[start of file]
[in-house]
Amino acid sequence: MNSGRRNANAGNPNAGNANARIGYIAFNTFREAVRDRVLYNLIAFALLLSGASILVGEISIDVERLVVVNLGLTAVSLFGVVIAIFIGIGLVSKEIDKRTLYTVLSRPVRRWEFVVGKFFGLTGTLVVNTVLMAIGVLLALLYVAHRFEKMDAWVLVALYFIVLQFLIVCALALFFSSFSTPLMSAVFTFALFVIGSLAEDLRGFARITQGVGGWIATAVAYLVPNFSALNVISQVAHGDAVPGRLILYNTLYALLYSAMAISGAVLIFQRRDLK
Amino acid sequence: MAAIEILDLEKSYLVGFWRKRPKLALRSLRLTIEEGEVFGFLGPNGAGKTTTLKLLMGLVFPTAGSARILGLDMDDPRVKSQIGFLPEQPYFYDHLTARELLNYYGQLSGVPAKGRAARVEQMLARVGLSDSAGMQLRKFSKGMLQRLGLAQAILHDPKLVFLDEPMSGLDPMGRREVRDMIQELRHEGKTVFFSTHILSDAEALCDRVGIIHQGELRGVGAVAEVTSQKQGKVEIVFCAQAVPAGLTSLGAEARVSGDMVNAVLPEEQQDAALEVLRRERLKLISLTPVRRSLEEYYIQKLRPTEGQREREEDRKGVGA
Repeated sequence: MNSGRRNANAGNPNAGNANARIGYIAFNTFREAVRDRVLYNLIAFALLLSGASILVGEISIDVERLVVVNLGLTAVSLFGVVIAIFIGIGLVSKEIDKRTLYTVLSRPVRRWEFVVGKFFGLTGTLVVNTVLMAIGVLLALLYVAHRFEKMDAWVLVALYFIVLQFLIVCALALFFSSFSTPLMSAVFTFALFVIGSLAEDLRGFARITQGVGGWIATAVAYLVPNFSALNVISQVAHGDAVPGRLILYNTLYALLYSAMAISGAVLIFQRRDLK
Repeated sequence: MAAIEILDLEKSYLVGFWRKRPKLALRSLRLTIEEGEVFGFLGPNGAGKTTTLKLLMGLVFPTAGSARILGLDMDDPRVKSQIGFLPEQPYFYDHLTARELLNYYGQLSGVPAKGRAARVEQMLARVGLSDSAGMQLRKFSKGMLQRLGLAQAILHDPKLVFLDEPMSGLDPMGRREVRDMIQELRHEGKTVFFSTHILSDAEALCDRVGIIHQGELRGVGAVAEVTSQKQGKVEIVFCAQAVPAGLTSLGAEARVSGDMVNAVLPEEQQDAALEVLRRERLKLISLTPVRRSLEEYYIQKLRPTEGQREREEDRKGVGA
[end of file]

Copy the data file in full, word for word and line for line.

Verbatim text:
[in-house]
Amino acid sequence: MNSGRRNANAGNPNAGNANARIGYIAFNTFREAVRDRVLYNLIAFALLLSGASILVGEISIDVERLVVVNLGLTAVSLFGVVIAIFIGIGLVSKEIDKRTLYTVLSRPVRRWEFVVGKFFGLTGTLVVNTVLMAIGVLLALLYVAHRFEKMDAWVLVALYFIVLQFLIVCALALFFSSFSTPLMSAVFTFALFVIGSLAEDLRGFARITQGVGGWIATAVAYLVPNFSALNVISQVAHGDAVPGRLILYNTLYALLYSAMAISGAVLIFQRRDLK
Amino acid sequence: MAAIEILDLEKSYLVGFWRKRPKLALRSLRLTIEEGEVFGFLGPNGAGKTTTLKLLMGLVFPTAGSARILGLDMDDPRVKSQIGFLPEQPYFYDHLTARELLNYYGQLSGVPAKGRAARVEQMLARVGLSDSAGMQLRKFSKGMLQRLGLAQAILHDPKLVFLDEPMSGLDPMGRREVRDMIQELRHEGKTVFFSTHILSDAEALCDRVGIIHQGELRGVGAVAEVTSQKQGKVEIVFCAQAVPAGLTSLGAEARVSGDMVNAVLPEEQQDAALEVLRRERLKLISLTPVRRSLEEYYIQKLRPTEGQREREEDRKGVGA
Repeated sequence: MNSGRRNANAGNPNAGNANARIGYIAFNTFREAVRDRVLYNLIAFALLLSGASILVGEISIDVERLVVVNLGLTAVSLFGVVIAIFIGIGLVSKEIDKRTLYTVLSRPVRRWEFVVGKFFGLTGTLVVNTVLMAIGVLLALLYVAHRFEKMDAWVLVALYFIVLQFLIVCALALFFSSFSTPLMSAVFTFALFVIGSLAEDLRGFARITQGVGGWIATAVAYLVPNFSALNVISQVAHGDAVPGRLILYNTLYALLYSAMAISGAVLIFQRRDLK
Repeated sequence: MAAIEILDLEKSYLVGFWRKRPKLALRSLRLTIEEGEVFGFLGPNGAGKTTTLKLLMGLVFPTAGSARILGLDMDDPRVKSQIGFLPEQPYFYDHLTARELLNYYGQLSGVPAKGRAARVEQMLARVGLSDSAGMQLRKFSKGMLQRLGLAQAILHDPKLVFLDEPMSGLDPMGRREVRDMIQELRHEGKTVFFSTHILSDAEALCDRVGIIHQGELRGVGAVAEVTSQKQGKVEIVFCAQAVPAGLTSLGAEARVSGDMVNAVLPEEQQDAALEVLRRERLKLISLTPVRRSLEEYYIQKLRPTEGQREREEDRKGVGA